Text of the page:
By Kyle Starks, Chris Schweizer
The penultimate issue of Rock Candy Mountain, the self proclaimed “Kung Fu Hobo Epic”, continues to delight. Starks and Schweizer’s story is a palette cleanser amongst the darker stories being told in comics. Even though the odds are stacked immensely against our hobo heroes, hope never dies, thanks to Starks’ wittiness and Schweizer’s dazzling colors. Issue #7 encompasses all the best parts of the series with its simultaneously brutal and comedic action, silly schemes destined for failure, and at the center of it all, forgiveness and reunification. The creators’ ability to control tone lets all of these qualities live together harmoniously and elevates it beyond a humor comic.
The fights in this issue combine the expected Rock Candy Mountain beats with an appropriate elevation for this lead up to the finale. Sound effects for a face punch and dialogue pre-brawl show the never pass up a joke mentality of the book, while some dramatic panel layouts paint the badassery of its characters. Not to mention, the gory displays of death. The biggest fight of the series so far occurs in this issue with a double page spread of axe-wielding, hammer-swinging madness. Starks thrives in moments like these where he can hide jokes amongst chaos in a Where’s Waldo of gags.
Slim’s return is more than welcome, as his character’s humor returns, too. He shines as the brother Jackson never knew he wanted, but always needed. The moments between these two are rewarding, and, of course, not without a laugh. Starks leaps between confessions and comedic interjections without missing a beat in a way that’s true to both characters. In other books, this might feel disingenuine, but the storytelling and established tone of the book makes this scene and its end result totally deserved.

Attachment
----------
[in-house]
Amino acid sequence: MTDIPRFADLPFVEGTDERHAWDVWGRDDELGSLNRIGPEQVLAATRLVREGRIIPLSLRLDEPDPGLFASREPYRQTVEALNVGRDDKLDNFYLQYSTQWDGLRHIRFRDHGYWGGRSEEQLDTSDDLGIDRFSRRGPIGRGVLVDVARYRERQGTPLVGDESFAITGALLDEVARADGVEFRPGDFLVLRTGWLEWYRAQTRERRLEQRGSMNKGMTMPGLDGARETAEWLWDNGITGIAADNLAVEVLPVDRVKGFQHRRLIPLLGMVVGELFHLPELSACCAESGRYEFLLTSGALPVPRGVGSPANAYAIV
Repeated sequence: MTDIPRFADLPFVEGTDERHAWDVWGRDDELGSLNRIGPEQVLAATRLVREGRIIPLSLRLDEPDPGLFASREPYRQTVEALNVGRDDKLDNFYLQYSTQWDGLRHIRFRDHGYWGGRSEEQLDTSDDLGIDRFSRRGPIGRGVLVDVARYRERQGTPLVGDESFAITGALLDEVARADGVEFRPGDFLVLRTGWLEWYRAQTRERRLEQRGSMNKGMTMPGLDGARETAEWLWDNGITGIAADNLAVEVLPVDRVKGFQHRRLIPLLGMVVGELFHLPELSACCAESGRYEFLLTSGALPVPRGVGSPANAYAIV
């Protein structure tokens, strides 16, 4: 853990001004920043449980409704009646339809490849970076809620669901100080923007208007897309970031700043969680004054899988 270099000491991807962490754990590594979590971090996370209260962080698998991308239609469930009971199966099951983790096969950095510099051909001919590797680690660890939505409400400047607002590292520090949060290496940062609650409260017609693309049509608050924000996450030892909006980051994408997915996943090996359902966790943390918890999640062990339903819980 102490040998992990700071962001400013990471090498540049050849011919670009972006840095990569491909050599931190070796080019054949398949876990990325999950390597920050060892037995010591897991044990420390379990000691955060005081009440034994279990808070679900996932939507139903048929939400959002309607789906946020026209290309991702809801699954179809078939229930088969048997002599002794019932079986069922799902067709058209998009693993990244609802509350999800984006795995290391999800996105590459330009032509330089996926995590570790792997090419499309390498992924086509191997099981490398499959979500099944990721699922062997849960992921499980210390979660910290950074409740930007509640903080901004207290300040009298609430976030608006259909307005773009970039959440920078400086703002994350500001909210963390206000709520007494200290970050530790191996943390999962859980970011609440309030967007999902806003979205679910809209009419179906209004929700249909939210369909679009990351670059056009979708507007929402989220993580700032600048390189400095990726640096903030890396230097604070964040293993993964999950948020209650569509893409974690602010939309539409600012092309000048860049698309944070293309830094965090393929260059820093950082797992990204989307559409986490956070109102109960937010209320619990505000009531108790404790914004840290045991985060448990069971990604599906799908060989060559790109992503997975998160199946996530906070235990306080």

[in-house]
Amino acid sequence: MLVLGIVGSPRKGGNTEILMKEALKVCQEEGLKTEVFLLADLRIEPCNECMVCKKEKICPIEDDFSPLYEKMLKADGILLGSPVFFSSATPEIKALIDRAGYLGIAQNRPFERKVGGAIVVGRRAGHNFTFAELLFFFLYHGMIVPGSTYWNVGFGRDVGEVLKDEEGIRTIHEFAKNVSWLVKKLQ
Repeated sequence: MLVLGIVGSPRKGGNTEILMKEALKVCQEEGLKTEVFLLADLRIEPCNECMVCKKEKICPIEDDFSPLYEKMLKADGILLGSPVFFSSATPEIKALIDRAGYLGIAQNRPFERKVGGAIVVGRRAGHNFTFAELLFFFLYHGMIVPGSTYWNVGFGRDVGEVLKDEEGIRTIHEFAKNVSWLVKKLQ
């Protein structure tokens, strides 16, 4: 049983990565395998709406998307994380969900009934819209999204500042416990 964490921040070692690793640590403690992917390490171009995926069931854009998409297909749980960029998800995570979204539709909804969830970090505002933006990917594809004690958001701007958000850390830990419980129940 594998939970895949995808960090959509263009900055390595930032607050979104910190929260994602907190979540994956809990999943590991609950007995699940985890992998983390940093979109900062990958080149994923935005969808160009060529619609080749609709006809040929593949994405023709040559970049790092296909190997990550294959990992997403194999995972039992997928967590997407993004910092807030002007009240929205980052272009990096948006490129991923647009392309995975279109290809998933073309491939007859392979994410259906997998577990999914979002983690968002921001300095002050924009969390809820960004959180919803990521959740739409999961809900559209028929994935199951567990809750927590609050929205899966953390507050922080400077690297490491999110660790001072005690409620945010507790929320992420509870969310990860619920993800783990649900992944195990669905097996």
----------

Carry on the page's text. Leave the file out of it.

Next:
This wouldn’t be possible without the artwork of the book. From one panel to the next, the tone of the scene is clear, even if it changes with each bit of dialogue. This is mostly accomplished with over exaggerated facial expressions, and control of background color. When characters in Rock Candy Mountain feel something, they express it dramatically. The characters are so well humanized that readers empathize with them like they would a friend. In more intense moments, the creators use a solid color background, typically dark, to indicate a switch in tone. It’s a common trick, but effective, especially in the artstyle here. Throughout the entire issue, though, is Schweizer’s somber sky. The warm orange pastel seems to foreshadow what’s to come, and the colors in the rest of the issue compliment it beautifully.
The bittersweet Rock Candy Mountain #7’s worst quality is that it signals the finale of this smart series. The creative team understands the mechanics of comics and of the genre in a way that distinguishes their work as unique. This mashup of themes and genres dressed up in hobo’s clothing shouldn’t work, but month in and month out it builds on itself, leaning into and embracing all of its oddities.